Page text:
Performance/Needs Assessment:
The students entering into Web Page Design 1 are also new to computer science and theories. The goal is to remove them from graphical user interfaces (GUI) and what-you-see-is-what-you-get editors (WYSIWYG) like Adobe Dreamweaver and intro induce them to computer languages and best practices. This includes the two building block code languages of the web -HyperText Markup Language (HTML) and Cascading Style Sheets (CSS)- along with proper image digital compression and intricate computer folder structure.
Purpose Statement:
To introduce community college students to computer logic with a focus on the web design languages of HTML and CSS
Instructional Goals:
For the student to grasp the nuances of the computer language's HTML, CSS and the different reasons to leverage them with a full functioning web site. To apply these new skills in class labs and an end of semester test with little or no help from the instructor. What new skills? Finally applying these new techniques in their own creative way with an on-line site with content of their choosing. Which includes at least three images and their own graphic interface, that involves the same concepts of image embedding, for the final project.
Learner Analysis:
The majority of community college students at the lower levels are new to higher education. Students entering the Web Page Design 1 under the graphic communications branch, are primarily from the arts or other non-computer science programs. Considering there are no pre-requisites to the course (Web Page Design 1) the majority of the students are new to computer logic. Over half have recently graduated high school, however, several are adult students that are retraining themselves for the current job market. Usually the only thing the entirety of the class have in common is their desire to learn web design. The class number of students changes each semester which varies from 10 (minimum) to 20 students (maximum).
Required Resources:
Outside of the required reading I personally chose on HTML best practices "HTML Dog," and the obvious access to a computer with an Internet connection, the major required resource is HTML editing software. I have avoided the "digital divide," (AKA lack of entrance to technology because of price) researching the best open source notepad programs on both Windows (notepad++) and Mac (Text Wrangler) operating systems. The main resources are software, but with much careful research on my end, I have ensured that my training does not require a high cost of entry.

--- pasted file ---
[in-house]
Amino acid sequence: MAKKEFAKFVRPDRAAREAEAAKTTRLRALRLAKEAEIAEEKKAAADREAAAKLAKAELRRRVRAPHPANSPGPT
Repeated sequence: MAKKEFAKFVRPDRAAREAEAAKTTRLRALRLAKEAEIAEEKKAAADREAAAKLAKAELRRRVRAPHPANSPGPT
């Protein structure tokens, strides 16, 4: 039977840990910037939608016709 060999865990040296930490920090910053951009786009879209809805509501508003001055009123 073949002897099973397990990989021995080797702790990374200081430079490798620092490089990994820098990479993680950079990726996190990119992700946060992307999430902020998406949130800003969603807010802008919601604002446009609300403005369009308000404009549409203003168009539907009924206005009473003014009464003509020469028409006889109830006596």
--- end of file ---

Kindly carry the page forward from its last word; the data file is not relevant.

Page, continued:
Delivery System:
The class can be classified as "hybrid" or "blended" considering I will be utilizing both in class instruction and the Moodle Learning Management System (LMS). Students will partake in labs at the new online learning site

Moodle will be the central hub for communication after class. In the Moodle LMS, student's will have new information from me, links to web sites related to projects and it will be the system for uploading assignments followed by my instructor comments. Each new module will only activate after classes to avoid cognitive overload.
Project management:
I will begin by slowly introducing HTML syntax and proper folder structure to the students. Ensuring that all knowledge gaps are filled before moving forward to actual image embedding. Once the students show they have a solid understanding of HTML, I will introduce the new syntax involved with CSS image embedding.